On trouble with the boss, and ambition.

This article explores ways to navigate the uncomfortable situation where you are simply not connecting with your boss. There is a saying that people don’t quit bad jobs, they quit bad bosses. There is truth to that.

However, someone that some people might consider a “bad boss” might be exactly what someone else needs. We are all different. We come with differing needs, differing expectations, and a variety of experiences that have shaped how we respond to people.

The article focuses in on understanding “personality traits”. This resonated with me, as I leverage personality tests as part of my coaching practice. Some people dismiss personality tests. I view them, particularly the OCEAN model (which has been rigorously validated scientifically) to be a useful tool to help understand yourself and others.

What I liked about the approach suggested in the article was to reflect on you and your boss’s personality differences, and to engage in an open dialogue. Experience has shown me that time invested in reflecting and honest communication tends to lead to amazing results.

This article challenged me. I did not understand the concept of how “having too much ambition” could be detrimental; that there is a “healthy” level of ambition did not sit right with me at first. I was definitely more in the camp of “the more ambition, the better”.

After having read the article and reflected on the idea that being overly ambitious can, in fact, be detrimental, I have to admit that I was probably wrong. That is why I felt it was important to share this article; it challenged a belief that I previously held and to help me form a new opinion. That is valuable.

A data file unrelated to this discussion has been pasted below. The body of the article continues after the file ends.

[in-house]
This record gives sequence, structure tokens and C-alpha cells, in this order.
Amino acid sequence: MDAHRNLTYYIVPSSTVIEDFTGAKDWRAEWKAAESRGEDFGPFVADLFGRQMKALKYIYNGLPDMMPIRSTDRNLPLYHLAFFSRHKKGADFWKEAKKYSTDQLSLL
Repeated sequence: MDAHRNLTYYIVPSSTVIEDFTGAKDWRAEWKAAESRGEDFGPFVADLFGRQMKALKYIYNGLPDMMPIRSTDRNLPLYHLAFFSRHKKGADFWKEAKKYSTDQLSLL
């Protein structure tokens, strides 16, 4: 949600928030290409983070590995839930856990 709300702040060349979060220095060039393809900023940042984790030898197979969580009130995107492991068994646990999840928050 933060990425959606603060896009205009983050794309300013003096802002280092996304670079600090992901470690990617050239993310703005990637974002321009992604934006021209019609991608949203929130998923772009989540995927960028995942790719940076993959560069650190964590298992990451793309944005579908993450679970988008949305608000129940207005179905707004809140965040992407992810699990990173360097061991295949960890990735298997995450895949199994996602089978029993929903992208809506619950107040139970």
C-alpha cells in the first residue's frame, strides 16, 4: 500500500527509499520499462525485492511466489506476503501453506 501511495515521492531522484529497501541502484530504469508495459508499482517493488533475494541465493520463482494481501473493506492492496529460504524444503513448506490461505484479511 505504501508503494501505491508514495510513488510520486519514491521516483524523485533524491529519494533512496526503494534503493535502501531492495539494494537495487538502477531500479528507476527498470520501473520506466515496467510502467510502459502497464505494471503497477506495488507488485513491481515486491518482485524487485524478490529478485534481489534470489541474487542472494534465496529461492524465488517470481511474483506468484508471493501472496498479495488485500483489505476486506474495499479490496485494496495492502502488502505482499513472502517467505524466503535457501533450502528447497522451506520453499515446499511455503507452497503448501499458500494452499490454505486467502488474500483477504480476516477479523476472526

As part of my reflection, I came to realize that there were instances in my career where I had been overly ambitious — and it had a negative impact on the project. By setting the bar so high, people got discouraged and disconnected from the project. If people can’t believe that they can deliver an excellent result that they can be proud of, they will not engage.

Like most things in life, there is a balance. We need ambition to force us to stretch and grow. But too much ambition can lead to disengagement and fear — which is obviously not healthy either.

A great lesson that we need to be very conscious about how much we are encouraging people and teams to strive for.

Quote that I have been reflecting on

This quote from the brilliant James Clear does a great job of summarizing my entire philosophy around work. Decide what you want out of life and learn what your strengths are. Then experiment with ways to leverage those strengths to be of service to others. If you do enough of that, work will become fun again.

“It’s only work if you would rather be doing something else. Find a way to carve a career out of what you already want to do.” — James Clear

Journal Prompt

I firmly believe that one of the best uses of time is to journal. Writing forces you to think. And getting clear in your thinking leads to deeper insights, understanding, and better results.

This week’s journal prompt asks you a challenging question.

Are you living your life avoiding fear? Or seeking adventure? And which of those options do you think is more likely to get you to where your heart longs to be? “

Spend some time thinking deeply about that. Your life will be better for it.

If you want to make sure that you get my latest thoughts, straight to your inbox — subscribe to get my weekly newsletter.

And if you are not happy with where your career is at, I can help. I work with people just like you to redefine your relationship with work. Check it out!

--

--

Get the Medium app

A button that says 'Download on the App Store', and if clicked it will lead you to the iOS App store
A button that says 'Get it on, Google Play', and if clicked it will lead you to the Google Play store
Tim Parkins

Tim Parkins

Career Coach & Work Architect. Work shouldn’t be something you hate doing. I can help you get there. https://timparkins.com